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I hesitated a bit about writing this post, as it seems to me that everybody already knows (and likes) Scottish cartoonist Tom Gauld and therefore it’s a bit like launching into a review of a Beatles album (vaguely embarrassing, and completely unnecessary). I have also previously talked about him in Tentacle Tuesday Masters: Tom Gauld (and you can head over that way, if you want some biographical details of his life). That being said, his art is not nearly as ubiquitous as it deserves to be.
I happily received his latest book, Revenge of the Librarians* (2022, Drawn & Quarterly**), as a Christmas present, and I remain impressed by the scope of Gauld’s wit and his instantly recognisable style. He also has an impeccable sense of composition; each drawing is perfectly framed, often sneakily implying something happening almost out of sight, hinted at by a chunk of wall just at the edge of the panel, a partially seen open door, an alluring bit of tentacle. He’s funny but poignant. I can only imagine how many of his cartoons are pasted over the doors of professors in all fields and walks of research (it’s something people still do, right?) I can consume Gauld’s perfect little microcosms like semechki, but try to read only a few every day to prolong the enjoyment.
It was really difficult narrowing down today’s selection to ‘just’ 12 strips (I didn’t want to annoy my master-scanner co-admin RG too much). The following have been scanned from the aforementioned Revenge of the Librarians, as well as You’re All Just Jealous of My Jetpack (2013) and Department of Mind-Blowing Theories (2020). Enjoy this sampling, whether you are already a Gauld convert or have never heard of him!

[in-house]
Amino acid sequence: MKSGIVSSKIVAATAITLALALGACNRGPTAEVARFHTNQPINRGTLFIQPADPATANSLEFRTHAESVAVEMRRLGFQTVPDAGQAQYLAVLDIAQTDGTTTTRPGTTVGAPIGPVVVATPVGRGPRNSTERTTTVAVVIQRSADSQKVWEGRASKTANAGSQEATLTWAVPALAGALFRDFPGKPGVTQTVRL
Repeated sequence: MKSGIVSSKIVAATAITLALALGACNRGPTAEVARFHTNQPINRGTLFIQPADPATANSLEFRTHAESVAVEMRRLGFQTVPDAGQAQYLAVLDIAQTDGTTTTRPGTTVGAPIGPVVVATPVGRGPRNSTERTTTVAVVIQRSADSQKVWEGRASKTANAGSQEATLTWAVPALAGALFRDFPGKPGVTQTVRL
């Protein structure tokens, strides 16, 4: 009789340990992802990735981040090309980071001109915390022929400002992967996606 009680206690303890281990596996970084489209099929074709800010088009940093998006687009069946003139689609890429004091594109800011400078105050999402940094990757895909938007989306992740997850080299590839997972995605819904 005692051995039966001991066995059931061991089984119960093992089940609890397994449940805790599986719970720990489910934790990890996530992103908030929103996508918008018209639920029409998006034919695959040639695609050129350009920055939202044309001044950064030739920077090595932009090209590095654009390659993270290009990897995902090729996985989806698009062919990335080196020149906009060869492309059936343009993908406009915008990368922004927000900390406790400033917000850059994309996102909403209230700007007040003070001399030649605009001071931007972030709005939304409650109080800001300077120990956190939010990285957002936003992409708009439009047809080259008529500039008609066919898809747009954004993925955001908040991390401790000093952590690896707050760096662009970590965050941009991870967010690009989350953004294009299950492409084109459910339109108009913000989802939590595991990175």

Want more? Head over to The Guardian.
* French edition La revanche des bibliothécaires (from Editions Alto and Editions 2024) has been chosen for the 2023 Selection officielle of the Angoulême comics festival.
** That makes it two worthwhile things that Drawn & Quarterly has published… or is the process of publishing, the other being Tove Jansson’s Moomin stories.
These are amazing. One can see some superficial resemblance to xkcd, but I much prefer these. Gauld’s style is obviously much richer, his humor much more pithy and unforced.
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I’m a fan of xkcd, too, agreed on all counts!